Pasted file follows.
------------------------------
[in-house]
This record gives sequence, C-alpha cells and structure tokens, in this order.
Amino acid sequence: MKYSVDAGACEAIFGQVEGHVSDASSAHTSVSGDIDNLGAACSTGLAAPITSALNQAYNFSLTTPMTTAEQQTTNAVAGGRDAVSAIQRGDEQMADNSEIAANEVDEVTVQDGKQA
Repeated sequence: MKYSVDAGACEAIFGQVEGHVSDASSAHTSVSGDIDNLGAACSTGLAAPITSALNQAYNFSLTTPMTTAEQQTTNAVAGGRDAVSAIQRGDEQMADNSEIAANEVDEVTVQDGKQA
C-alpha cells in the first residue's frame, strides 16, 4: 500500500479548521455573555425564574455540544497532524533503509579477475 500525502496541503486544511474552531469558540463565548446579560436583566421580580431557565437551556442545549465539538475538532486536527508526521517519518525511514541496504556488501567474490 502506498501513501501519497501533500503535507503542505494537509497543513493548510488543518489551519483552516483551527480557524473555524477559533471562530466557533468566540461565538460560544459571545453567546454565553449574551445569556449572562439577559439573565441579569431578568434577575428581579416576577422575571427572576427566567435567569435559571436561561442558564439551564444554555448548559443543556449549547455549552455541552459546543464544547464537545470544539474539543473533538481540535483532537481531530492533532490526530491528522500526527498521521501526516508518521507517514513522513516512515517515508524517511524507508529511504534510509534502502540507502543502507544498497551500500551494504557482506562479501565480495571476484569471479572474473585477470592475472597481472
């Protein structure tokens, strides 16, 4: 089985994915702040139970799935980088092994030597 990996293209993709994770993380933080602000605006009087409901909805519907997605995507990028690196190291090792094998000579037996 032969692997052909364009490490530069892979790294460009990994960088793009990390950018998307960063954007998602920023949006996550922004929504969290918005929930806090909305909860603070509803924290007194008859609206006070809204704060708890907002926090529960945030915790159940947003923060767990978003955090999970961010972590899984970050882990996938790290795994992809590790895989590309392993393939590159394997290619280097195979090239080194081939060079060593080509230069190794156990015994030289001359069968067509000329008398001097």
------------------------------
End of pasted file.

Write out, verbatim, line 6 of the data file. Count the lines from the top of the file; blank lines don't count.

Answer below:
């Protein structure tokens, strides 16, 4: 089985994915702040139970799935980088092994030597 990996293209993709994770993380933080602000605006009087409901909805519907997605995507990028690196190291090792094998000579037996 032969692997052909364009490490530069892979790294460009990994960088793009990390950018998307960063954007998602920023949006996550922004929504969290918005929930806090909305909860603070509803924290007194008859609206006070809204704060708890907002926090529960945030915790159940947003923060767990978003955090999970961010972590899984970050882990996938790290795994992809590790895989590309392993393939590159394997290619280097195979090239080194081939060079060593080509230069190794156990015994030289001359069968067509000329008398001097």